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Choosing the right Catholic high school

As members of the Arlington Diocese, we are blessed to live in an area with quality choices for our children's secondary education. With the opening of St. John Paul the Great Catholic High School in Dumfries in 2008, there are options and opportunities for rising high schoolers throughout the entire diocese.

With this blessing, however, comes a challenge - how do you choose the right high school for your child? Complicating the decision is the presence of excellent high schools in the Archdiocese of Washington. With this wealth of opportunities to enrich the faith and grow mentally and spiritually, what are some factors that parents and students should consider when choosing the right school?

As with everything else in Northern Virginia, transportation is critical. You may love a high school you visit, but if the time it takes for your student to get to school and back home does not permit them to thoroughly finish their homework or participate in extracurricular activities, that high school experience will be lacking. While it may be impossible to plan every extracurricular activity your student may participate in, can they get to school for those 6 a.m. swim practices or be picked up from chess club practices that end at 6 p.m.?

Through its diverse public transportation options as well as numerous roads, many diocesan high schools have multiple ways for students to reach school. With the increase of high-occupancy toll lanes, carpooling is not only a good way to make new friends but to fly by traffic and save a little money. Check if the school has a way to arrange carpools or bus transport for students who live farther from campus.

Much like college, high schools come in various sizes. While it may be obvious that more choices and options in academic and extracurricular activities are ideal, a smaller high school with fewer AP classes may offer more personalized attention from faculty and staff. If a student has clear interests they want to follow - acting or volleyball, for example - this can help narrow the choice. Most eighth-graders don't have such a clear vision, so experiencing different schools and comparing their offerings is important.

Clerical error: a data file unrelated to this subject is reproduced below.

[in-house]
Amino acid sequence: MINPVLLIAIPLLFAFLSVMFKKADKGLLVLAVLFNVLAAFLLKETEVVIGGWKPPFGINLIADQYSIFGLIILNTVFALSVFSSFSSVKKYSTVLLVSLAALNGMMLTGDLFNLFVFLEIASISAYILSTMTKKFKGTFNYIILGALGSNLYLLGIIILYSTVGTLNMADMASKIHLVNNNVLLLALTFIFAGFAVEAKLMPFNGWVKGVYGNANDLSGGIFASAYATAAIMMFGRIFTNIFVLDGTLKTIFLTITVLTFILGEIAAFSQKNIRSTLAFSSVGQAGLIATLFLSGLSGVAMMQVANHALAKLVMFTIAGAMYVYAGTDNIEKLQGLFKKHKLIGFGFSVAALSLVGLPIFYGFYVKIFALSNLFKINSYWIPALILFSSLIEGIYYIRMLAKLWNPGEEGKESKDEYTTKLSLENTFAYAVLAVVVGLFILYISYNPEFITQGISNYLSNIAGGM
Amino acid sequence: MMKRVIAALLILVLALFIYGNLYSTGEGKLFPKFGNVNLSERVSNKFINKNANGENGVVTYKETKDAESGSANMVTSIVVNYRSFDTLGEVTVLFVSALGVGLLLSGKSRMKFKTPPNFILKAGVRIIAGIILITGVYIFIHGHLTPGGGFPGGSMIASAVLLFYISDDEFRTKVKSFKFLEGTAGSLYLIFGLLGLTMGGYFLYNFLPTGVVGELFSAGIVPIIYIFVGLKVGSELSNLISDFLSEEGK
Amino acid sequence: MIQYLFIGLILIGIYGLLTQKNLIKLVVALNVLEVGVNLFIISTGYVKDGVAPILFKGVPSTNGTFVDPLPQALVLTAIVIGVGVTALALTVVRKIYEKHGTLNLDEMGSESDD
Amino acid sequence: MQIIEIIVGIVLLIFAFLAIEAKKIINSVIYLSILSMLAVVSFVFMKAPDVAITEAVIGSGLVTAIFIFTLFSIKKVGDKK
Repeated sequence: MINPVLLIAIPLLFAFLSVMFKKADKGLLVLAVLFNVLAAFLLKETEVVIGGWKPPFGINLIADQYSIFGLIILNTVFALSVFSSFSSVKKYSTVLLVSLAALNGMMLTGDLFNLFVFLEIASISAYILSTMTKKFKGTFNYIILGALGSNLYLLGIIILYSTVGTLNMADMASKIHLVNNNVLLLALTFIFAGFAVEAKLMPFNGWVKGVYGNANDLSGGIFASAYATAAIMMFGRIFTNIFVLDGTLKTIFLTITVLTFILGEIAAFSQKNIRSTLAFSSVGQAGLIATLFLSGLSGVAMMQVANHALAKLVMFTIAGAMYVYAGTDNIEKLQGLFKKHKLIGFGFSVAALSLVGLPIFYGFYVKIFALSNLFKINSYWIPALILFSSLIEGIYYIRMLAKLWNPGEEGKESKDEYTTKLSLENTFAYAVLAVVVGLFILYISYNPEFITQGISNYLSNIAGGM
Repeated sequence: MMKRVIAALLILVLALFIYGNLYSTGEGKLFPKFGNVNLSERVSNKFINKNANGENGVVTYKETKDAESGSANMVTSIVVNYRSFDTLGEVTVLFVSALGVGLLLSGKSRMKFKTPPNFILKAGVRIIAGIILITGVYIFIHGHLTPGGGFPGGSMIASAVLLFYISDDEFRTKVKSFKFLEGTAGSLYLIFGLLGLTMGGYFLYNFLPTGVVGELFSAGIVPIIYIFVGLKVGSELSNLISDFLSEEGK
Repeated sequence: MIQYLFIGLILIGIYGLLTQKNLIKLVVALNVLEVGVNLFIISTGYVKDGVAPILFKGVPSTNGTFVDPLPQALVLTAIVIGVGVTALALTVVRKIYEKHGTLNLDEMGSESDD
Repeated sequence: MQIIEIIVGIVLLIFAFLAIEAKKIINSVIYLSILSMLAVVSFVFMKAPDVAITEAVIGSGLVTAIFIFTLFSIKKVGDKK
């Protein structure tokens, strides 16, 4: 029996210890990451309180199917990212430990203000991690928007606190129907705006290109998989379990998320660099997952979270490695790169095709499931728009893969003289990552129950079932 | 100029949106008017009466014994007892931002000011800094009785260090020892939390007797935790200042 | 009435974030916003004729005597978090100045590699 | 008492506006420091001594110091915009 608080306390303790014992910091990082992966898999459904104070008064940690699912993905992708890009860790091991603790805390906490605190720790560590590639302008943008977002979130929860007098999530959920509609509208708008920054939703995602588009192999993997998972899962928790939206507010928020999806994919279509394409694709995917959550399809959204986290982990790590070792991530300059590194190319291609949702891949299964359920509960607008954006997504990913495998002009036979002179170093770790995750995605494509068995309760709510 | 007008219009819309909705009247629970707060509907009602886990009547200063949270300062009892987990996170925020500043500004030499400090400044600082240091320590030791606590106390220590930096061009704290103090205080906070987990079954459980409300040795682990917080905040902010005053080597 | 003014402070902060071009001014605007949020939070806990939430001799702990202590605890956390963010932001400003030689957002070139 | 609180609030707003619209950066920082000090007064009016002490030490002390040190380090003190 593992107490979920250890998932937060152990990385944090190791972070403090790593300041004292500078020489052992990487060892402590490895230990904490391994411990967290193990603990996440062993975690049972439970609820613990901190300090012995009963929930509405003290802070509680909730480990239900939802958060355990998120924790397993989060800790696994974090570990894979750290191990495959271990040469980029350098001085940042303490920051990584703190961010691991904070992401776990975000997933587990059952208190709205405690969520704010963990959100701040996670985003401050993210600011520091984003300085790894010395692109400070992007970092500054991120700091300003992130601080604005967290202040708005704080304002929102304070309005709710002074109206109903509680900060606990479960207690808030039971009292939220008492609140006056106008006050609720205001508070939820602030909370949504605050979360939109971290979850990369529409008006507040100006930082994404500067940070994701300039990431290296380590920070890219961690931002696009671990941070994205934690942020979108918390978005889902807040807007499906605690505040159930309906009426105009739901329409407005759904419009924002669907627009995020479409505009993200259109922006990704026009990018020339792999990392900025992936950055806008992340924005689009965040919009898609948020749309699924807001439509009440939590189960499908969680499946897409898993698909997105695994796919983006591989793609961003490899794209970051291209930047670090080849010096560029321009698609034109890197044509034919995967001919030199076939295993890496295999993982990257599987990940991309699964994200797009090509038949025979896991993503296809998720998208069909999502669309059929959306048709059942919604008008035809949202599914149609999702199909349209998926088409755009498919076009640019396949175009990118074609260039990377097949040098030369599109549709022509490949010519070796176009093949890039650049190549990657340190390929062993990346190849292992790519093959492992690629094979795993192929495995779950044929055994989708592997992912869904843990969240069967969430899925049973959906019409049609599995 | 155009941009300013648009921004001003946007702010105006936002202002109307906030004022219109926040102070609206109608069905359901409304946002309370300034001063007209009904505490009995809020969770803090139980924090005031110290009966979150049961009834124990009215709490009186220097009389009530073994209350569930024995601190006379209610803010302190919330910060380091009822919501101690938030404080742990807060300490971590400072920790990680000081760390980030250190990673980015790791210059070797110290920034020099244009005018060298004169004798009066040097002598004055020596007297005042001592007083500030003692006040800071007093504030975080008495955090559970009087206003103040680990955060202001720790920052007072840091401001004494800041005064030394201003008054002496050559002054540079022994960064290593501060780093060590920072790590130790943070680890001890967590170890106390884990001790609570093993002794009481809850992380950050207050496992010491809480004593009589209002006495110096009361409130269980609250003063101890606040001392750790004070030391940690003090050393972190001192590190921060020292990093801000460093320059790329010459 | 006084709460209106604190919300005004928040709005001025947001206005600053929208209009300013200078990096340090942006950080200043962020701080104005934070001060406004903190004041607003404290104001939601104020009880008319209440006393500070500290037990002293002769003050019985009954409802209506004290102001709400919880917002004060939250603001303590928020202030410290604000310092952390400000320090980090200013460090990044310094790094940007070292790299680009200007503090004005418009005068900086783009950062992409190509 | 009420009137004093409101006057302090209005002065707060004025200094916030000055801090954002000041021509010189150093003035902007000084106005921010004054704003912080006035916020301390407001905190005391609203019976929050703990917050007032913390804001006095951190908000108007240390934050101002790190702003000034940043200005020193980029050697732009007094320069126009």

Ultimately this comes down to feel - when you visit the school. Bishop O'Connell Director of Admissions Michael Cresson recommends students visit a school "multiple times via shadow, open house and school events to make sure they feel comfortable." Diocesan Catholic schools allow many opportunities for students to visit and participate.

For many Catholic families, legacy also is important. If a sibling or parent attended a local high school, their sibling or child may want to attend to continue a family tradition or because they grew up hearing about the school. Or the student may want to blaze his or her own path at a new place. Parents should be open to both; if nothing else, a child attending a school separate from the rest of the family will spice up sporting events.

Diocesan high schools offer a strong Catholic identity. With the number of quality schools throughout the state - both highly rated public schools and strong private schools - it is this commitment to Catholic education that sets diocesan high schools apart. Cresson noted that all diocesan high schools have a full-time chaplain and "this is not something many dioceses can do."

So whether your child becomes a Knight or a Cardinal, a Panther or a Wolf, rest assured knowing their faith will continue to grow during these critical four years.

Hay is a freelance writer from Alexandria.

© Arlington Catholic Herald 2016